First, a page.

Skip to main content

As someone who served in the US military and participated in the Persian Gulf War, I have deliberately tried not to seek praise or recognition for what I saw as a duty to my country. And it was an honor to be among others who felt the same and to be a part of something bigger than me.

After completing my enlistment in 1992, I returned to Des Moines and joined Beaverdale VFW Post # 9127. It was one of the largest VFW stations in the state of Iowa and largely comprised of WWII veterans at the time. Many of our members have witnessed many fights including the Japanese attack on Pearl Harbor, North Africa, Anzio, the invasion of Normandy, the Battle of the Bulge, Midway, Iwo Jima, Okinawa and others. battles that took place in theaters of operation in Europe and the Pacific. .

As an active member of my VFW and as a post commander, at one point I have probably known hundreds of Soldiers, Sailors, Airmen and Marines who served in WWII. These men fired rifles, drove tanks, piloted planes, and sailed ships. Their rank ranged from private to colonel, but they all put on uniforms and did their duty.

Earlier this year, as I was door-to-door for U.S. Senate races in Georgia, I stood on the porch of Walter Matthau of Savannah, a 98-year-old WWII Marine who had participated in the bloodiest battles in the Pacific. We discussed his service in the Marines and exchanged some war stories. After we finished our conversation and as I walked away, I realized that this was probably the last conversation I will ever have with someone who served in combat in this war.

Over the past few weeks, I have reflected on the hundreds of conversations I have had with the men who fought in WWII and have come to the following conclusion: these men did not fight for the flag or the national anthem, or the Pledge of Allegiance. They fought because they had to. It was a terrible necessity and something that could not have been avoided. But kneeling down to protest against our country is something they would never have considered, and not because it would be unpatriotic. They would never have knelt down to protest because they would have found it horribly disrespectful to their friends and family members who served in uniform and never returned home alive.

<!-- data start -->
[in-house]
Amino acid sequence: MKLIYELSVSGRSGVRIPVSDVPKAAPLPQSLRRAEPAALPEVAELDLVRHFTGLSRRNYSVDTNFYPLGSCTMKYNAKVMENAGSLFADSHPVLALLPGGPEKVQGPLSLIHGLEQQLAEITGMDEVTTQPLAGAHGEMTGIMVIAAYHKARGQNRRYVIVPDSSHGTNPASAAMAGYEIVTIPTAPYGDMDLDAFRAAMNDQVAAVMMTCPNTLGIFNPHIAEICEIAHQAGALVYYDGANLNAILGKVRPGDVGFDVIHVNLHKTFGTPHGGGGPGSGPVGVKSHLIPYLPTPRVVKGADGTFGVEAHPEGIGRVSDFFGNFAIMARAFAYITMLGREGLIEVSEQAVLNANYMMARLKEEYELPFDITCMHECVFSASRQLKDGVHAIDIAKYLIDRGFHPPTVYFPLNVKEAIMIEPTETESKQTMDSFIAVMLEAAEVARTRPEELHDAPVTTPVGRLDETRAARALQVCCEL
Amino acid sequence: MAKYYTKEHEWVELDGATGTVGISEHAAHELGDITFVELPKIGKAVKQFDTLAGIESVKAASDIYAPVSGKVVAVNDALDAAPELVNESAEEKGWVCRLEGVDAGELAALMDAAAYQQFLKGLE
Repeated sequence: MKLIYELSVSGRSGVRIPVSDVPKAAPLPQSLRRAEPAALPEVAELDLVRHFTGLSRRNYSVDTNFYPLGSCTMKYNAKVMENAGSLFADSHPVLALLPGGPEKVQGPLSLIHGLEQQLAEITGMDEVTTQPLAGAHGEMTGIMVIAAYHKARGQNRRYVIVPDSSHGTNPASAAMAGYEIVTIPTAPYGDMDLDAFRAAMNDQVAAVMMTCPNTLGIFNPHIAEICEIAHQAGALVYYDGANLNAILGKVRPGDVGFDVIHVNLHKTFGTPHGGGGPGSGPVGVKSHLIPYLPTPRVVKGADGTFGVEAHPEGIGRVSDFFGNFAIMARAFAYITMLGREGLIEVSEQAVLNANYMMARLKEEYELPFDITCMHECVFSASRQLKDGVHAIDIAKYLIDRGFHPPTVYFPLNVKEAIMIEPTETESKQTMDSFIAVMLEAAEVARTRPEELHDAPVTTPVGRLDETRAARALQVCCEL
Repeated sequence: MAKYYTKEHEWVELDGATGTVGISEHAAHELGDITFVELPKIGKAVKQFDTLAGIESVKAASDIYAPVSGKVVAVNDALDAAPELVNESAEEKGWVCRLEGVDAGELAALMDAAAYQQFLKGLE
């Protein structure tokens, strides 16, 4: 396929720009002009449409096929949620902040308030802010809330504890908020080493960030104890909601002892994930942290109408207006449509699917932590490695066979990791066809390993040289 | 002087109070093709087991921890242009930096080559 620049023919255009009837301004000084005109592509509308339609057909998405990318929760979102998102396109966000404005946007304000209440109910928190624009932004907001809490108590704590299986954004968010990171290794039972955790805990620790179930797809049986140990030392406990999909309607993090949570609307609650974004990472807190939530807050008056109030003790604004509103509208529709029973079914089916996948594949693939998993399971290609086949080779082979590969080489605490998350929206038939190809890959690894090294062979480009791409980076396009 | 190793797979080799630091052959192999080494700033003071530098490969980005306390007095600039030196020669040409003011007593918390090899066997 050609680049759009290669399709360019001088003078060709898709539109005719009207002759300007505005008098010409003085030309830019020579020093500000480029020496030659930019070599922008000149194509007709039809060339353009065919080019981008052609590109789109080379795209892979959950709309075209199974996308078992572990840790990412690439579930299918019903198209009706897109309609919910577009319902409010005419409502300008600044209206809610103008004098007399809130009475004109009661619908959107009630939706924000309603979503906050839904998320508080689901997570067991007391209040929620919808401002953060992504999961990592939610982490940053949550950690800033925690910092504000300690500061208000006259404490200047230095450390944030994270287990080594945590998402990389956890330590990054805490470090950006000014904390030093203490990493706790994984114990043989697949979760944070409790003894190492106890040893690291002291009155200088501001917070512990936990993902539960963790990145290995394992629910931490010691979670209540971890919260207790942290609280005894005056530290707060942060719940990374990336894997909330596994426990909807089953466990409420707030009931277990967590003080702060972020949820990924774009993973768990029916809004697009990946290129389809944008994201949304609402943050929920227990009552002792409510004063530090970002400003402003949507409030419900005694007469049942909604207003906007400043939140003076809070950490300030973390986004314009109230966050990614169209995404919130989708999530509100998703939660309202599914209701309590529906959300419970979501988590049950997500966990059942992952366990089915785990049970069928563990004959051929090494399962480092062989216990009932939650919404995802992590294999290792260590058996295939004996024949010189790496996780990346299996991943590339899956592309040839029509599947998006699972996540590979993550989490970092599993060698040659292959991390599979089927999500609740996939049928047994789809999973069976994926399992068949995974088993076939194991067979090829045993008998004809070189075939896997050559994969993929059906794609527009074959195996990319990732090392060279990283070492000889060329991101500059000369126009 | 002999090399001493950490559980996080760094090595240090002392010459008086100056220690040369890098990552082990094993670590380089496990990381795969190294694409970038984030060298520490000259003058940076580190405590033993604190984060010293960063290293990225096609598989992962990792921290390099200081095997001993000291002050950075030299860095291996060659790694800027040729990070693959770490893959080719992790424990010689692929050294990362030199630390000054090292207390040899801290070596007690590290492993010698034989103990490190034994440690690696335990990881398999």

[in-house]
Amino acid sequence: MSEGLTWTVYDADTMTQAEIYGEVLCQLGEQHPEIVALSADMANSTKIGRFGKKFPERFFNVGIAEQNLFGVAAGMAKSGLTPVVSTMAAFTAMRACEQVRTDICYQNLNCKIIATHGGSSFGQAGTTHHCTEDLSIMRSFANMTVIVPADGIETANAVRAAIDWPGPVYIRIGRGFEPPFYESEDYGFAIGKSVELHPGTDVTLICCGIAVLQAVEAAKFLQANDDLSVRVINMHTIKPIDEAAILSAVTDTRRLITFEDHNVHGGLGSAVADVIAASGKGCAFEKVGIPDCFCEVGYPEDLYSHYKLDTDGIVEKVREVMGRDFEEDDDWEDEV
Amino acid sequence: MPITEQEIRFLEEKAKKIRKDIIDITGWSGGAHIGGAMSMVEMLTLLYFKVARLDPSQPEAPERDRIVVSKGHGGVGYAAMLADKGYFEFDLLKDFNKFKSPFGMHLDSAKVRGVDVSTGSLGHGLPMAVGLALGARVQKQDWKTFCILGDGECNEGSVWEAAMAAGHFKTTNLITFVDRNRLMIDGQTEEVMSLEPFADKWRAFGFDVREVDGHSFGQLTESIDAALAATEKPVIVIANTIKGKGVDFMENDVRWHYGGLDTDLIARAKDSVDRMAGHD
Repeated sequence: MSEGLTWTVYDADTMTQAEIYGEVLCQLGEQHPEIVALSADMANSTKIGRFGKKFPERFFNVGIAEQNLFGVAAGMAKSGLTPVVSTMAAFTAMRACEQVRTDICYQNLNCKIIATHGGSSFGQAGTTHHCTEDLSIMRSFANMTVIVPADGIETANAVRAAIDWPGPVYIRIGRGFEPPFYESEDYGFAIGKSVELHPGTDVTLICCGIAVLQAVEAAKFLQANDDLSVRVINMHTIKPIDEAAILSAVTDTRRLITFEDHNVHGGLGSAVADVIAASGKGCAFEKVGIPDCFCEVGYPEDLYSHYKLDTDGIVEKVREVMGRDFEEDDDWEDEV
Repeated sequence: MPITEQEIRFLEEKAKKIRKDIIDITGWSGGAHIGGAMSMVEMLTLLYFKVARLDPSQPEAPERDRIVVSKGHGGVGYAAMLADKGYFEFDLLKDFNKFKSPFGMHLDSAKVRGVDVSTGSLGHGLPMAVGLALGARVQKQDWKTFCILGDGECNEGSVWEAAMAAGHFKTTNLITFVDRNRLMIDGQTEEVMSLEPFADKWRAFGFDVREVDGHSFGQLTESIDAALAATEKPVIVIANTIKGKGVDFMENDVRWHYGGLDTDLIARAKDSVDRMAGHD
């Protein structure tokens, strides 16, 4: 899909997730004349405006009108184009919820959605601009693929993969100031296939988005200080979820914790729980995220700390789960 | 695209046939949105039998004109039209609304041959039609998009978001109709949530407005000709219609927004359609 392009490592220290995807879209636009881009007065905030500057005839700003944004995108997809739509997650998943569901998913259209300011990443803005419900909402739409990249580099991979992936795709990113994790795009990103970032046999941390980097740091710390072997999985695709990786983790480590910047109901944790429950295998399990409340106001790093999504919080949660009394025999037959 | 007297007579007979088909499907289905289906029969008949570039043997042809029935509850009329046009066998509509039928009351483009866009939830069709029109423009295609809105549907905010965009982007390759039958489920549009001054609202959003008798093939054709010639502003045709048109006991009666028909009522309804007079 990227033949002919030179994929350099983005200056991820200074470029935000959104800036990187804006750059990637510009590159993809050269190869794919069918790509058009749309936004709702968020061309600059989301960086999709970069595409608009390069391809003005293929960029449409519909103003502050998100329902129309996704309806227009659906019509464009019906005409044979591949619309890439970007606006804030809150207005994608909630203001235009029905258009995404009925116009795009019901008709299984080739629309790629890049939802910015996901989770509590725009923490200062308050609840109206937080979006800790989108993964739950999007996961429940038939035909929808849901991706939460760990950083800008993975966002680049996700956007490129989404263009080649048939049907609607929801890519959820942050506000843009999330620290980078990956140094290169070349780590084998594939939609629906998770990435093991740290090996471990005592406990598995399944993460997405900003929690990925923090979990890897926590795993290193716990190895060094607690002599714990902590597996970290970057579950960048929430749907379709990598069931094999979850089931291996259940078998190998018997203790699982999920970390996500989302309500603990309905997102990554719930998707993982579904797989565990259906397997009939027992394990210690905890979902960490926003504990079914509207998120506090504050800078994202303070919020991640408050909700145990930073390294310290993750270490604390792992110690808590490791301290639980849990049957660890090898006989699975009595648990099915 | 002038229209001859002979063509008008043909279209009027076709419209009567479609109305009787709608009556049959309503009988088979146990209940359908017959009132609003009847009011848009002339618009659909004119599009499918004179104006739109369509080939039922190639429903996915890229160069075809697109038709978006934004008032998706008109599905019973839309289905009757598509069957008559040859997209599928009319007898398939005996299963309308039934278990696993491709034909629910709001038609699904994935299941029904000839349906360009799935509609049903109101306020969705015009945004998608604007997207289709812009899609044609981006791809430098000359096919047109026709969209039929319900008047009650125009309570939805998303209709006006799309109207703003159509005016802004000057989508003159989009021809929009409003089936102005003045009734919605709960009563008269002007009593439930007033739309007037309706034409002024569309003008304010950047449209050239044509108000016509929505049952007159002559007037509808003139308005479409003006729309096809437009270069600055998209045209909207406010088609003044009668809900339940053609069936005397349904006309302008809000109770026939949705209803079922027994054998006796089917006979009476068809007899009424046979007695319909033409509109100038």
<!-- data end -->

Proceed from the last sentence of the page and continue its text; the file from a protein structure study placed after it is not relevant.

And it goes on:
This is the same reason why I can never kneel down for our flag, protest our hymn, or refuse to take the oath. Showing respect for the symbols of our country is a demonstration of our gratitude for the sacrifice of those who served in uniform. And the long tradition of honoring these people at community gatherings and sporting events transcends political sentiments, however severe the injustices of the past and present may be.

As someone who loves our country and encourages everyone to enjoy the freedoms offered by our Constitution, please understand that your actions speak louder than your words. And showing respect for the country’s symbols pays homage to our fallen heroes.

Will Rogers served in the United States Army and participated in Operation Desert Storm. He was the commander of his VFW Post # 9127, president of the Tifereth Israel synagogue and chairman of the Polk County Republican Party.

Source link